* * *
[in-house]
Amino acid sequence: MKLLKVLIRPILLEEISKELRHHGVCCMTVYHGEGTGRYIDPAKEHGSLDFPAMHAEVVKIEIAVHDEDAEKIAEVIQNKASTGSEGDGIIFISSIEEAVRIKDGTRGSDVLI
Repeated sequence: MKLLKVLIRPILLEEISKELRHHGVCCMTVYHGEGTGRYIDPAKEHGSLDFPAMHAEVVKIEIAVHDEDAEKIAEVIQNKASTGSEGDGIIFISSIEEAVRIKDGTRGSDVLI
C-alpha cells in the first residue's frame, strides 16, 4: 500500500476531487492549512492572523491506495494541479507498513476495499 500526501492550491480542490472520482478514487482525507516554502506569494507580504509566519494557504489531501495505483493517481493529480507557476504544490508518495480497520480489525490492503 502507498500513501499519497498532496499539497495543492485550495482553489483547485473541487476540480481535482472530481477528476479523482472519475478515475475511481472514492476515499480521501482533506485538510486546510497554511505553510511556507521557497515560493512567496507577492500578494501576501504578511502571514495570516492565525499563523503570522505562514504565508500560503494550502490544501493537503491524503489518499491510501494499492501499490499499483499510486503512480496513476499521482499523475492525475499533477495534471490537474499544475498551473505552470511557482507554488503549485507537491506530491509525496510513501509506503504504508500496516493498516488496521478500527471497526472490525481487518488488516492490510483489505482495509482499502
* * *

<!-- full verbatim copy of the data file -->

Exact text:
[in-house]
Amino acid sequence: MKLLKVLIRPILLEEISKELRHHGVCCMTVYHGEGTGRYIDPAKEHGSLDFPAMHAEVVKIEIAVHDEDAEKIAEVIQNKASTGSEGDGIIFISSIEEAVRIKDGTRGSDVLI
Repeated sequence: MKLLKVLIRPILLEEISKELRHHGVCCMTVYHGEGTGRYIDPAKEHGSLDFPAMHAEVVKIEIAVHDEDAEKIAEVIQNKASTGSEGDGIIFISSIEEAVRIKDGTRGSDVLI
C-alpha cells in the first residue's frame, strides 16, 4: 500500500476531487492549512492572523491506495494541479507498513476495499 500526501492550491480542490472520482478514487482525507516554502506569494507580504509566519494557504489531501495505483493517481493529480507557476504544490508518495480497520480489525490492503 502507498500513501499519497498532496499539497495543492485550495482553489483547485473541487476540480481535482472530481477528476479523482472519475478515475475511481472514492476515499480521501482533506485538510486546510497554511505553510511556507521557497515560493512567496507577492500578494501576501504578511502571514495570516492565525499563523503570522505562514504565508500560503494550502490544501493537503491524503489518499491510501494499492501499490499499483499510486503512480496513476499521482499523475492525475499533477495534471490537474499544475498551473505552470511557482507554488503549485507537491506530491509525496510513501509506503504504508500496516493498516488496521478500527471497526472490525481487518488488516492490510483489505482495509482499502